Wednesday, October 12, 2016

No Changes

When I walked into the One Question event, I had no idea what to expect. The question was unknown and so was what we were going to do with the question. They asked everyone the same question, what would you change about yourself? I could think of multiple things such as; socializing more, or speaking better in front of people. After they showed the video of people with intellectual and developmental disabilities, I realized that I should be content with the way I am and I should not want to change anything about myself. Many of the people with disabilities said that they would change nothing about themselves and they loved themselves as they are. Some answered saying, they would want to be nicer or be less angry at others, but none of these answers are the one I expected. Nobody said they would want to live without their disability or be normal, which I found shocking. All of these people with disabilities love themselves and would not want to live any other way than they do now.

            After the showing of the video, a panel was introduced, where they explained what they do at the Arc of Baltimore and in their free time. All of the panel members seemed like they loved themselves and would answer the Question the same way as the people in the video. Especially a pair of twins, they were so excited to be up in front of the crowd and they seemed so happy that they got to give speeches and entertain the crowd. The panel members were happier than most people without disabilities. Everyone who was not on the panel could have listed things they wanted to change forever and would never be content with the changes. The changes would have amounted to an infinite list of small changes to who the people are, but they should be able to say they do not want to change anything about themselves.

            A few people in the video said they would try to be nicer to people, which means they regret things that they have done. If the only regret they have is not being nice to people, they are so much better than the normal person. Everybody has been inconsiderate or mean to other people in their life, it is unavoidable. Anybody else would have a more serious regret and would have changed that about themselves; they would want to go back in time and changed something that changed their life drastically. The panel members, however, would have probably said something along the lines of they had no regrets or agree with those in the video and say they should have been nicer. Regret is a crucial role in life, it is something highly unlikely or impossible to avoid and if it can be made in to something small, like not being nicer to people, then it is just the same as having no regrets.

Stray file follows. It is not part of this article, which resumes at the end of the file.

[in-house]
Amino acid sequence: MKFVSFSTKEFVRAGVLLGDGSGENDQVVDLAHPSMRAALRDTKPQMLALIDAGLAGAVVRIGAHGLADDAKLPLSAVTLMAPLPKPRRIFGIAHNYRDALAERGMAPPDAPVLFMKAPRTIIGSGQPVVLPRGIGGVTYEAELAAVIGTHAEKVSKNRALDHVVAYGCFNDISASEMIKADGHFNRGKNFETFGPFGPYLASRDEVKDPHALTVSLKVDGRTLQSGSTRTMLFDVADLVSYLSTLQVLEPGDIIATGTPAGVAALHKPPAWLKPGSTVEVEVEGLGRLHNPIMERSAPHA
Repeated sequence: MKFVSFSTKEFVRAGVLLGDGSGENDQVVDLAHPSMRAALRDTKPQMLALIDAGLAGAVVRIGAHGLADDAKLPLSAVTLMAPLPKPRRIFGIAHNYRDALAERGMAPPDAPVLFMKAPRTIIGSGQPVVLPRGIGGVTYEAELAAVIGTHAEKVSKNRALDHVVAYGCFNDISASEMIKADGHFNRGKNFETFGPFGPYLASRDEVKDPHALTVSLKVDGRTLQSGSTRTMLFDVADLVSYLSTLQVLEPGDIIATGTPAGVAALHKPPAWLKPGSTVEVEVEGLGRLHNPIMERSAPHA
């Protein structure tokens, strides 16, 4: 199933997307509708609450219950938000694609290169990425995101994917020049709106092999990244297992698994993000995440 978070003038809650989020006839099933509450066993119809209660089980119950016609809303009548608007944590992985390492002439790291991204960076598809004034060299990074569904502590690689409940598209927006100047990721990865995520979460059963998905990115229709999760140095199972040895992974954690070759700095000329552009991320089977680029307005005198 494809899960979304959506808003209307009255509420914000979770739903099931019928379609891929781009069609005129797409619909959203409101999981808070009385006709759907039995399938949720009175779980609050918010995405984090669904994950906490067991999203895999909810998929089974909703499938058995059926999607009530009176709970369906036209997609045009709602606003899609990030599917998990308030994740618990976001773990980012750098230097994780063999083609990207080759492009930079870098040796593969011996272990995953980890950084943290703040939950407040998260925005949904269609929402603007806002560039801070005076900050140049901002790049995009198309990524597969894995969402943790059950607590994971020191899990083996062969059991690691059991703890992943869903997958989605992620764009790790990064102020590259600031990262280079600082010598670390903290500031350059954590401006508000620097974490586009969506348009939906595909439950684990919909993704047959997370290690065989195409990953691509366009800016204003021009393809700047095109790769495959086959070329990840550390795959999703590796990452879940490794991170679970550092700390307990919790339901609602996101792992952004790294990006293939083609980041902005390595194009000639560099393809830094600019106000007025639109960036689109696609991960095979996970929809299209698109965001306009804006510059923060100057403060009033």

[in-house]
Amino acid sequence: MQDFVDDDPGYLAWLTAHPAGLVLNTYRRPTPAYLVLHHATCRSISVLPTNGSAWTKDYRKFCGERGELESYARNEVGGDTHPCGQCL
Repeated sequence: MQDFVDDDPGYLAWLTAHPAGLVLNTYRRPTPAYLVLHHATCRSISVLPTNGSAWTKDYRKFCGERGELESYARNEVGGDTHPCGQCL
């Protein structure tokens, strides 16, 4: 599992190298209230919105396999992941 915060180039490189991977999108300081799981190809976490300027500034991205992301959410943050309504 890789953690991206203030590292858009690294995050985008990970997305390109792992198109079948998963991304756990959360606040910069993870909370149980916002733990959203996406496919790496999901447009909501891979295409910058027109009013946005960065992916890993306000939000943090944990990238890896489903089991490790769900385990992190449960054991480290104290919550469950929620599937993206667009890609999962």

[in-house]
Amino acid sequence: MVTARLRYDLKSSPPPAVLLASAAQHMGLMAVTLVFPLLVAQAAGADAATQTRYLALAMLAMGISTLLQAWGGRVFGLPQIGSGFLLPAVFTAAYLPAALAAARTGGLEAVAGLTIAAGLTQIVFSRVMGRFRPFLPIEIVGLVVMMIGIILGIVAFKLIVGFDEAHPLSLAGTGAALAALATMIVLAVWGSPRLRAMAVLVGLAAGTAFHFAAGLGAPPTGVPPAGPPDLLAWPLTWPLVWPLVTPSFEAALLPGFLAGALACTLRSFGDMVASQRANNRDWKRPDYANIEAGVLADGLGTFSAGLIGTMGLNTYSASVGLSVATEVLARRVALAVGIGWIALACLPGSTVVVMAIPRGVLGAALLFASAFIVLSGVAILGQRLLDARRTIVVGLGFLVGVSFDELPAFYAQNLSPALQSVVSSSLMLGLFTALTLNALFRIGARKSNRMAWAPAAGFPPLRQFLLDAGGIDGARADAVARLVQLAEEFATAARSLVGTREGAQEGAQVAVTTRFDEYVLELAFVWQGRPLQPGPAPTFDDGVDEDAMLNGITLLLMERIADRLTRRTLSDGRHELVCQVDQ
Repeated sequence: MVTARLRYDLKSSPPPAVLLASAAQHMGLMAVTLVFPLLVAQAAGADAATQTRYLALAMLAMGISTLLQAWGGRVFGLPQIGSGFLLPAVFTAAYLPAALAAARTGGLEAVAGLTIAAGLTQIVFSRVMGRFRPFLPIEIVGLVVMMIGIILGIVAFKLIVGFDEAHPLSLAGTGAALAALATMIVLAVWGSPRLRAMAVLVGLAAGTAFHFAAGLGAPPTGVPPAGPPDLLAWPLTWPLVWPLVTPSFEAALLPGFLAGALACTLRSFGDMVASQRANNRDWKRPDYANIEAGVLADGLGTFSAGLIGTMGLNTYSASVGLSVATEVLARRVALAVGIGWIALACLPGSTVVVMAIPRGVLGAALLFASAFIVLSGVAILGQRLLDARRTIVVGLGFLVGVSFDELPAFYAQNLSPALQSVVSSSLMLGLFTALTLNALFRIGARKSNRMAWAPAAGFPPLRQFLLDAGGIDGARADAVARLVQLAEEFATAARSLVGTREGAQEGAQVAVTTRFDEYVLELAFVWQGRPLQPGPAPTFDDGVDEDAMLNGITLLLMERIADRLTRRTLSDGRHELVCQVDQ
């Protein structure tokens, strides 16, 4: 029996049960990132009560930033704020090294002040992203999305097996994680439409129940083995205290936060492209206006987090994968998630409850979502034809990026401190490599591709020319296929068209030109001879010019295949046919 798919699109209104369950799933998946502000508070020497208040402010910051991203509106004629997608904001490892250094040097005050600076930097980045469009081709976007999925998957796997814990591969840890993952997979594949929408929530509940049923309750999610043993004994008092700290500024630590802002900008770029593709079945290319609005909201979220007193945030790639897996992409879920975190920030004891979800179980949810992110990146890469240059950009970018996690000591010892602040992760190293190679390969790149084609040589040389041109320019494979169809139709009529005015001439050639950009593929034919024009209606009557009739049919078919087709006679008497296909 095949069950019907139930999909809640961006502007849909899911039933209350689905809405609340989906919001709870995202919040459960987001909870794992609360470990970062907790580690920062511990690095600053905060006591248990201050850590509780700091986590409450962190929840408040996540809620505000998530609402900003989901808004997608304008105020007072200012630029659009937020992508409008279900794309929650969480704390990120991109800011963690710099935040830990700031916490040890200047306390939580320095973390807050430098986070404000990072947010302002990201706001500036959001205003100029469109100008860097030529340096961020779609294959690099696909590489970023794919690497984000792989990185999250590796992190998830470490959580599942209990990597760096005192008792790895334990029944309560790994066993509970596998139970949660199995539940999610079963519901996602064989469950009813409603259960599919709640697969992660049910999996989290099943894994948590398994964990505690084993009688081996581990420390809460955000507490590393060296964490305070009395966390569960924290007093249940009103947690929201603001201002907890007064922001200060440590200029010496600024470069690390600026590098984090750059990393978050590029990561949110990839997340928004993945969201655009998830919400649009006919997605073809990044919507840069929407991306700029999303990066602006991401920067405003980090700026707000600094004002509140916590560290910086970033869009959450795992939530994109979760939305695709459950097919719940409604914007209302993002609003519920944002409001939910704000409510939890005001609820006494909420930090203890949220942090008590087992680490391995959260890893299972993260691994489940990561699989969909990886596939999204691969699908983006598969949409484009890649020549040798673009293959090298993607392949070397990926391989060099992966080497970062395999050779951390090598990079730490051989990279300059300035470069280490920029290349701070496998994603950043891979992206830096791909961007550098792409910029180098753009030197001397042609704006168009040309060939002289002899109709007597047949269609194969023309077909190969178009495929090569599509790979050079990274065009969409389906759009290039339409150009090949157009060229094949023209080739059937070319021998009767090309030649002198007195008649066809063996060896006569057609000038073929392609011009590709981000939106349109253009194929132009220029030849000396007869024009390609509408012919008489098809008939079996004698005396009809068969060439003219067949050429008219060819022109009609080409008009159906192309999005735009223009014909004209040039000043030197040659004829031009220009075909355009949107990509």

In “My Papa’s Waltz,” the father has a drinking problem, when I think of someone with a drinking problem they either have regrets or they want to forget something. The father would most likely want to change something in his life, whatever is making him drink. If he wanted to forget something, that would be something that he would change about himself. His regrets would also make him change something about himself, particularly his past. The father would have a multitude of things to change about himself, but the one that would be on the top of the list is to not have hurt his child.

            The narrator in “Cincinnati” says that they had freedom and no one knew them, but later they figure out everyone knows them because of their ethnicity. The narrator is Japanese and someone else in poem said “dirty jap,” so the narrator begins to cry over the derogatory remark. The narrator is probably proud to be Japanese, but at this point they probably wish they could be a different race. One with more freedom and where there would be no racism. If the narrator was asked the One Question, they would change either their race or where they live, so they could get away from racism and discrimination.

            The literature has two characters that have problems with themselves or how they are treated for being themselves. When asked the question, would you change anything about yourself, they would answer with a list of ideas. They should have nothing to change, like the panel and the people in the video. They should love themselves and not want anything different, except for a couple small things. The One Question event made me think about the things I am insecure about and that I should not want to change anything about myself.

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